Friday the 13th is a worrisome day for the superstitious. And though the No. 11 Michigan wrestling team felt none of its effects, its opponent suffered a night of bad luck.

The Wolverines walked off the mat last weekend with their tails between their legs after a harsh loss against Illinois. But they looked like a brand new team on Friday, dominating Indiana in a 33-6 victory.

And they were certainly dressed like one. After more than two decades, Michigan coach Joe McFarland decided it was time to test out the white singlets at home.

“They look great in the box, but you’re never sure how they’re going to look on the guys until you get them on,” said Michigan assistant coach Sean Bormet. “But I think they look pretty good. It’s good to change it up. The guys were excited to get them.”

That excitement and change translated onto the mat. Michigan left the Hoosiers scoreless in the first seven bouts while racking up bonus points with major decisions, technical falls and a pin by 133-pound senior Zac Stevens.

Following an aggressive start, Stevens forced the fall on Indiana redshirt freshman Joe Duca in just 1:42 to win his first home match this season.

“It felt good, kind of like getting the monkey off the back,” Stevens said.

Redshirt sophomore Brandon Zeerip felt that same way after winning his first 157-pound bout of the season at Cliff Keen Arena.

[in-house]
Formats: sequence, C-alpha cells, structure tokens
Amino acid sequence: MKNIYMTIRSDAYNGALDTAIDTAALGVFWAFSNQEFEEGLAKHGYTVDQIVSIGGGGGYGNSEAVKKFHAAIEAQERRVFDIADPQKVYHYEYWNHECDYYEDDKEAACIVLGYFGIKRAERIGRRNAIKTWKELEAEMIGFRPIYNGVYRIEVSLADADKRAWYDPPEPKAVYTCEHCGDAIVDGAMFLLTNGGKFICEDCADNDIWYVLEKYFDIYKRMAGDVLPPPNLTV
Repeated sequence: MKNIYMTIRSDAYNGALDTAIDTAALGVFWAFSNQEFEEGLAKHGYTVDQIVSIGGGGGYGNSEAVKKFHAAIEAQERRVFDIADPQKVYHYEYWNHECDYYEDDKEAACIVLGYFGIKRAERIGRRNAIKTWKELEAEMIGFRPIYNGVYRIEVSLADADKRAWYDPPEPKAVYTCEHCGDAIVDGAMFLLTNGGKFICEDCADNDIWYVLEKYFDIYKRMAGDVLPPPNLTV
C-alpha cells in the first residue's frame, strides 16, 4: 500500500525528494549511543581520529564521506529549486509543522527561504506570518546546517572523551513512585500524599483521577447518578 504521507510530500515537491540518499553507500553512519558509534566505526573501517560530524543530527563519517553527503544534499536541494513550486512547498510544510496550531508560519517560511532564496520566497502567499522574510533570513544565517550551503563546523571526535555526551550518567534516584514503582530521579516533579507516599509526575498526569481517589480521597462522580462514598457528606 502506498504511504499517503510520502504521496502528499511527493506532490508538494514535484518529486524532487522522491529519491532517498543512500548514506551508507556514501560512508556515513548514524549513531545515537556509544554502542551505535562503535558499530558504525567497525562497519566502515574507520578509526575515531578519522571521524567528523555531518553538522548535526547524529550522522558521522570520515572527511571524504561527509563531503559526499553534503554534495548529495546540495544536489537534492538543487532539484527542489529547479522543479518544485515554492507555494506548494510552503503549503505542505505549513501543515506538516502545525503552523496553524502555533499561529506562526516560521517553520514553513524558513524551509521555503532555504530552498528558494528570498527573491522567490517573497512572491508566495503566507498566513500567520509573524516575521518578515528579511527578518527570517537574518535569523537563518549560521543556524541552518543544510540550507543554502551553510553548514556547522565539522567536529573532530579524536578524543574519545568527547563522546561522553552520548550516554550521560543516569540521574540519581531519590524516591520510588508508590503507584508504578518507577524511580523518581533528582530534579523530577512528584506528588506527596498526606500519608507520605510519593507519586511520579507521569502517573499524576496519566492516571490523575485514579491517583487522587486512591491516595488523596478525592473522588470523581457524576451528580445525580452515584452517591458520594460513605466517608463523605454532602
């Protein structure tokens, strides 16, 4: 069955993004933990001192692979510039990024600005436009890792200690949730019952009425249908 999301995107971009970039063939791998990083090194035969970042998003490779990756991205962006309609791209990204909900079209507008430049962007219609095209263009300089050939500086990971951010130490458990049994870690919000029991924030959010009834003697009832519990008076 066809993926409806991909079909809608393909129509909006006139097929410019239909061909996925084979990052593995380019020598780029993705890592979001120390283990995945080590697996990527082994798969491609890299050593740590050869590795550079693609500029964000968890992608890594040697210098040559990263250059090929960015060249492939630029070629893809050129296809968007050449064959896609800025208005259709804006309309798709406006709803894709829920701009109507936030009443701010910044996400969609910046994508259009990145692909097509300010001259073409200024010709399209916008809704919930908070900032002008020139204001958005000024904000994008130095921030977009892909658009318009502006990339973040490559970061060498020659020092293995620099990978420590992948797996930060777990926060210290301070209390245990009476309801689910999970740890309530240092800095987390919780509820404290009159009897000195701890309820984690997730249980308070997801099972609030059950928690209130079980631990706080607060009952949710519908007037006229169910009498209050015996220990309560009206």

Zeerip followed 149-pound redshirt sophomore Eric Grajales with a consecutive major decision. Zeerip accumulated a 25-12 win after wrestling back from a 5-0 deficit early in the first period. He added six additional takedowns with 2:26 in riding time in the final two periods.

Zeerip’s comeback mirrored the Wolverines’ own resilience coming off the Illinois loss.

There was a noticeable difference in the team between their last two matches. After being knocked off the pedestal of their No. 8 rank, Michigan felt the pressure to win.

“The coaches stressed to us about being mentally tough,” Zeerip said. “Last week we went out kind of flat without any energy. We definitely worked on our toughness and effort.”

Each Wolverine that took the mat allayed the coaching staff’s concerns of inconsistent aggressiveness.

“Our attack rate was good,” Bormet said. “We put several guys, at several weight classes, on their backs.”

In the lineup between Stevens and Zeerip was fifth-year senior Kellen Russell, who never fails to add to the stat sheet. Russell improved to 120-12 in his career with the latest victory being a 3:59 technical fall on Hoosier redshirt freshman Ryen Nieman.

Russell is a single win away from becoming Michigan’s 16th winningest wrestler. As it stands, Russell shares the 17th place with Lanny Green and is on pace to surpass No. 16 Tyrel Todd. Coincidentally, both of the alumni were in attendance to witness the victory of their successor.

Though they had enough cushion from the lightweights and middleweights, the Wolverines suffered two close losses — the Hoosiers managed to get on the board with two back-to-back wins at 184 and 197 pounds. But redshirt junior Ben Apland managed to win to stop the superstition that “bad luck comes in threes” from ringing true.

Apland won the heavyweight match against Indiana redshirt sophomore Adam Chalfant after taking the lead from a 2-2 tie at the end of the first period. With a body lock and single-leg takedown, Apland pushed himself to a perfect 4-0 record in the current Big Ten season.

“Our team is good enough to be a top-five team,” Stevens said. “We want to bring home a trophy.”

Michigan may be well on their way after leaving Indiana feeling helpless. And though the night remains infamously unlucky, the Wolverines have yet to walk under the ladder.

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